I'm with you entirely on the importance of the triode. And as you no doubt know, but some in the US might not, it is aptly named "valve," in English and other languages. Because that's exactly what it is and why it was so transformational.
I wasn't aware that the electronic tube was also invented there. I think that predates any reference to "silicon," as in "Silicon Valley," eh?
HI Brian. A year so so ago I put together a presentation on the history of electronics for a course I was doing. I had the triode as being invented in 1907. However the wording on the plaque gives 1911-13 as the years when it was put to practical use in amps and oscillators.
One of my slides made the point that the ICs of today contain a billion or more transistors in a small fraction of the size of a tube. And these days there would be engineers who use these things who don't even know about tubes. We've come a long way....
David, great minds think alike. This post actually started out as a celebration of the century-mark of the De Forest work, focusing on the fact that this amazing place has a crappy little historical marker buried in the flowers outside.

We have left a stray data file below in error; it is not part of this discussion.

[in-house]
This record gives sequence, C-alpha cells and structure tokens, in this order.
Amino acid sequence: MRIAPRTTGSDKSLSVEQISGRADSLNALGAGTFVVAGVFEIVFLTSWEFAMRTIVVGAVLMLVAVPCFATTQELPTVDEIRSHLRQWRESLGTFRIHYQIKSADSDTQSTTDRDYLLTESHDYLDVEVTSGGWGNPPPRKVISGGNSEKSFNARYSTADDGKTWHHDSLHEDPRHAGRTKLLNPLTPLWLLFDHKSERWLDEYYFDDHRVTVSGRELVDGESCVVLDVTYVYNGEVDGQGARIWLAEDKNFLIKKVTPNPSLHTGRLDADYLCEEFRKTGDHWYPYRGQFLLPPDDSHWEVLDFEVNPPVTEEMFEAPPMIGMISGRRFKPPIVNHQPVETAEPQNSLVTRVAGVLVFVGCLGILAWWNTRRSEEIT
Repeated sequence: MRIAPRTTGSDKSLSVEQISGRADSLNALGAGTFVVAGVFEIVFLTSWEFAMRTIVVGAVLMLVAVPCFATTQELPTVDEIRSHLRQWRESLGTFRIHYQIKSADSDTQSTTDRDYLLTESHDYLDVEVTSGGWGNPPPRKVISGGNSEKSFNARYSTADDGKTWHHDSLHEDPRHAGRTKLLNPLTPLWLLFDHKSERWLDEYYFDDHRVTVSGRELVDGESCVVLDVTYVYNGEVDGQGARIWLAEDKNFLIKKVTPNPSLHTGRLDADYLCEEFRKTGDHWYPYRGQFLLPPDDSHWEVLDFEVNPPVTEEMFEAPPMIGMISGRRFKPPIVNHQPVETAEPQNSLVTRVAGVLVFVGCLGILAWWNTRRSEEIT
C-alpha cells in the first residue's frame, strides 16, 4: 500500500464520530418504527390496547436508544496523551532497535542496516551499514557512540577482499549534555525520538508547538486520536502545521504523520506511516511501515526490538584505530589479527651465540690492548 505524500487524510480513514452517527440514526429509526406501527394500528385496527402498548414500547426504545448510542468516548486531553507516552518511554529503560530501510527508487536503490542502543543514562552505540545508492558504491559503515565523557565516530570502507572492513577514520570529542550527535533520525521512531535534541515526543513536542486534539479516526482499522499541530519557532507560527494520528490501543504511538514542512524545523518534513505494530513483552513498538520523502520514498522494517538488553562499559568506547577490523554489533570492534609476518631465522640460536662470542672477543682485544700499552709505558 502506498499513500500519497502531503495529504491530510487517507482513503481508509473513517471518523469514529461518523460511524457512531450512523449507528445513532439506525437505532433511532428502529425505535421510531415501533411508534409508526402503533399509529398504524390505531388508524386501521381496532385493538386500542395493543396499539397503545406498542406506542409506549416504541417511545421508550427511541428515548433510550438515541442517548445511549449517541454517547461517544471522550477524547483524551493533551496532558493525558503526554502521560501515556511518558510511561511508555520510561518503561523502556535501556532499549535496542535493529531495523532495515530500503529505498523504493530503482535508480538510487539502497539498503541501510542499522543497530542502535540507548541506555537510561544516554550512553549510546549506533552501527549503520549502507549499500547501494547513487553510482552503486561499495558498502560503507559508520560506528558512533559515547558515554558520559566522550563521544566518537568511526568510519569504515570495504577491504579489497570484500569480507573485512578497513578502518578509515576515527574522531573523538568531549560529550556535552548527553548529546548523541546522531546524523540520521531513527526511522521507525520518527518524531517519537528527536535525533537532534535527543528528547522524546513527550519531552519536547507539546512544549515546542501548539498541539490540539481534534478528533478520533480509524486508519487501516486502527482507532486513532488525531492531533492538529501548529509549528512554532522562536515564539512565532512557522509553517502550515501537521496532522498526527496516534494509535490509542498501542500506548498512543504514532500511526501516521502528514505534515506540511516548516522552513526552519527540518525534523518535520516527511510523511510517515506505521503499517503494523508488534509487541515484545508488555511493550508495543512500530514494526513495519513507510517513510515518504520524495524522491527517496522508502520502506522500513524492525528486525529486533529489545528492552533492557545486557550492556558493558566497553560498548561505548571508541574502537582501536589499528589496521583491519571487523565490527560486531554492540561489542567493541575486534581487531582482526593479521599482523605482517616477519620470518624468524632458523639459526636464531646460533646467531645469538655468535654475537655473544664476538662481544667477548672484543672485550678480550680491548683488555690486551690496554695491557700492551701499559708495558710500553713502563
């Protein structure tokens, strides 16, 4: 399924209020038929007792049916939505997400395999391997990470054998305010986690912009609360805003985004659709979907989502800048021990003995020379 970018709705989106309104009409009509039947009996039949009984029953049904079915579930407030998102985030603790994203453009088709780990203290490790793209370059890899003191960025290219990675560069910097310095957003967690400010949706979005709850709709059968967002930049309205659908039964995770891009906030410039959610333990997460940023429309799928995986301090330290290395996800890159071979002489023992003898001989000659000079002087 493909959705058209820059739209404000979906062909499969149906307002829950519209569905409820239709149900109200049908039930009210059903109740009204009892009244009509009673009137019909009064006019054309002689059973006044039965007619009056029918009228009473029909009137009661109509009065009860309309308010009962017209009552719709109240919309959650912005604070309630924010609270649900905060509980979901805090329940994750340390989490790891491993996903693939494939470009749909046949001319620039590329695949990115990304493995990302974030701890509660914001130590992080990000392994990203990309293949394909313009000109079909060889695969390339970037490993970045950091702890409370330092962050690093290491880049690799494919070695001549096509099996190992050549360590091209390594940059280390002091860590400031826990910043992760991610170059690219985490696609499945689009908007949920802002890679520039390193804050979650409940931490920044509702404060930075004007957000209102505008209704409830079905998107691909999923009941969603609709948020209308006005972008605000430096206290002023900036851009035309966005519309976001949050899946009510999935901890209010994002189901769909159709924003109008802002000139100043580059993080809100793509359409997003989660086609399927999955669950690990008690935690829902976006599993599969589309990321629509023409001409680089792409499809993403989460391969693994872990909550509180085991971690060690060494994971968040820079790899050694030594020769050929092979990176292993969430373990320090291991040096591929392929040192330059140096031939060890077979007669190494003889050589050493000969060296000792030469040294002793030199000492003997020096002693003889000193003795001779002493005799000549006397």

I'd like somehow to tie it to you guys... maybe a degrees-of-separation thing... what you're working on today is related to this which was related to that which was a direct descendant of the tube.
"...gave birth to the invention of the three-element radio vacuum tube 100 years ago this year."
That, in my opinion, is something worth celebrating. The triode marked the beginning of electronics as we know it. How about an EETimes campaign to get this event properly recognised, Brian?
Nice blog Brian. Indeed, there are some rare historical treasures in that square mile. It may be difficult to preserve such treasures in a residential area, but thanks for your words that help spread the memory.
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